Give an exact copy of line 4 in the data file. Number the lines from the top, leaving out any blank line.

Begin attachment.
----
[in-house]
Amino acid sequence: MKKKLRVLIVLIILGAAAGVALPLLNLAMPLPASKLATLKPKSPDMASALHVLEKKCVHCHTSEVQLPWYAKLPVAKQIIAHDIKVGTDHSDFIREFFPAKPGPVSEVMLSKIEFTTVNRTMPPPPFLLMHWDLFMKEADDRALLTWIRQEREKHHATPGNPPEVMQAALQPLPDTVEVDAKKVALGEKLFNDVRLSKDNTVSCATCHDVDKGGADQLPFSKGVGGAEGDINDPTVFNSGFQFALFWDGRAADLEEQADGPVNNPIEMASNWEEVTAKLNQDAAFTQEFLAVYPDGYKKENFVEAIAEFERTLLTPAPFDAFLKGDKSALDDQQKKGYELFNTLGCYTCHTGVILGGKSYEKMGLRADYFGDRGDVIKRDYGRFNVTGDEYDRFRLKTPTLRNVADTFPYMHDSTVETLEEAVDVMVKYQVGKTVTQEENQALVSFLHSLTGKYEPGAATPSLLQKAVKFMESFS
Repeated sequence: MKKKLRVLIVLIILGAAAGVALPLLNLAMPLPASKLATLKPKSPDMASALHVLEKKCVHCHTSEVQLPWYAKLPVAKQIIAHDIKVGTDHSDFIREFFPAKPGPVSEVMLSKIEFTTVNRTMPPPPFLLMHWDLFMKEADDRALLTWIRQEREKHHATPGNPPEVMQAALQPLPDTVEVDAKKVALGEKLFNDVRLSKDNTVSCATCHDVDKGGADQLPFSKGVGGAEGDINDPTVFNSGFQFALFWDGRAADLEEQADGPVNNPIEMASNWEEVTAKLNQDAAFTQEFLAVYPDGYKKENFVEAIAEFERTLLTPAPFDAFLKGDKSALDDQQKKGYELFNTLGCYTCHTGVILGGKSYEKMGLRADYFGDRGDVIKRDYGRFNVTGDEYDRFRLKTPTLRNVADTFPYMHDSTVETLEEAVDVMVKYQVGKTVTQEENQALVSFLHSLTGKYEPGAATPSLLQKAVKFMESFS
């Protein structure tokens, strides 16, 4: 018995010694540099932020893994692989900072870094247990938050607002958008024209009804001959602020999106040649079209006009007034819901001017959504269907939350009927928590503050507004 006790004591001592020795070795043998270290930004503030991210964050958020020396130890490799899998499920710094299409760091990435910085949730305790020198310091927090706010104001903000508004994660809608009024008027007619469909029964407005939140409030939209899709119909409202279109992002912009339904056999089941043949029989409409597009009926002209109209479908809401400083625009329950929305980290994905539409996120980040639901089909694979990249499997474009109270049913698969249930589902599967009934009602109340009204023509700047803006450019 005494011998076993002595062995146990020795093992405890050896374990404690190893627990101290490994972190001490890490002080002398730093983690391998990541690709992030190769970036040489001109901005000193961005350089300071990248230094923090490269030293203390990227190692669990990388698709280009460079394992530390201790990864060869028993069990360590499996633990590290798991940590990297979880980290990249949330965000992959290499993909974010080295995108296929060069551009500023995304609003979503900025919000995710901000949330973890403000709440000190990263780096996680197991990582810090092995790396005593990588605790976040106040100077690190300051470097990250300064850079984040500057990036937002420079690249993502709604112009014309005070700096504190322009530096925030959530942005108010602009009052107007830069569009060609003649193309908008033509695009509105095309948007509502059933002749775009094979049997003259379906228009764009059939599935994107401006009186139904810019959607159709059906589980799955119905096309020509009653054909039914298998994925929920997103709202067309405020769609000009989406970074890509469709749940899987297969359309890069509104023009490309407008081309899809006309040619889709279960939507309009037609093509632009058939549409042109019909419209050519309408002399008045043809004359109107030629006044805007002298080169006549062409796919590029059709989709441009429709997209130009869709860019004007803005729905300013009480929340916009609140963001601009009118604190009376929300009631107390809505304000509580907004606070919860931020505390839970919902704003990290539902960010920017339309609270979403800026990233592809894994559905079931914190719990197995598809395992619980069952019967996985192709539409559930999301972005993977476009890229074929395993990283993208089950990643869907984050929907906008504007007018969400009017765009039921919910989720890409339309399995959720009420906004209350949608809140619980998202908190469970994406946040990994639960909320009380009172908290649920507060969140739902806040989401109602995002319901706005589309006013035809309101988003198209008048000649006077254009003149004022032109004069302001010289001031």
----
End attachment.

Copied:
């Protein structure tokens, strides 16, 4: 018995010694540099932020893994692989900072870094247990938050607002958008024209009804001959602020999106040649079209006009007034819901001017959504269907939350009927928590503050507004 006790004591001592020795070795043998270290930004503030991210964050958020020396130890490799899998499920710094299409760091990435910085949730305790020198310091927090706010104001903000508004994660809608009024008027007619469909029964407005939140409030939209899709119909409202279109992002912009339904056999089941043949029989409409597009009926002209109209479908809401400083625009329950929305980290994905539409996120980040639901089909694979990249499997474009109270049913698969249930589902599967009934009602109340009204023509700047803006450019 005494011998076993002595062995146990020795093992405890050896374990404690190893627990101290490994972190001490890490002080002398730093983690391998990541690709992030190769970036040489001109901005000193961005350089300071990248230094923090490269030293203390990227190692669990990388698709280009460079394992530390201790990864060869028993069990360590499996633990590290798991940590990297979880980290990249949330965000992959290499993909974010080295995108296929060069551009500023995304609003979503900025919000995710901000949330973890403000709440000190990263780096996680197991990582810090092995790396005593990588605790976040106040100077690190300051470097990250300064850079984040500057990036937002420079690249993502709604112009014309005070700096504190322009530096925030959530942005108010602009009052107007830069569009060609003649193309908008033509695009509105095309948007509502059933002749775009094979049997003259379906228009764009059939599935994107401006009186139904810019959607159709059906589980799955119905096309020509009653054909039914298998994925929920997103709202067309405020769609000009989406970074890509469709749940899987297969359309890069509104023009490309407008081309899809006309040619889709279960939507309009037609093509632009058939549409042109019909419209050519309408002399008045043809004359109107030629006044805007002298080169006549062409796919590029059709989709441009429709997209130009869709860019004007803005729905300013009480929340916009609140963001601009009118604190009376929300009631107390809505304000509580907004606070919860931020505390839970919902704003990290539902960010920017339309609270979403800026990233592809894994559905079931914190719990197995598809395992619980069952019967996985192709539409559930999301972005993977476009890229074929395993990283993208089950990643869907984050929907906008504007007018969400009017765009039921919910989720890409339309399995959720009420906004209350949608809140619980998202908190469970994406946040990994639960909320009380009172908290649920507060969140739902806040989401109602995002319901706005589309006013035809309101988003198209008048000649006077254009003149004022032109004069302001010289001031």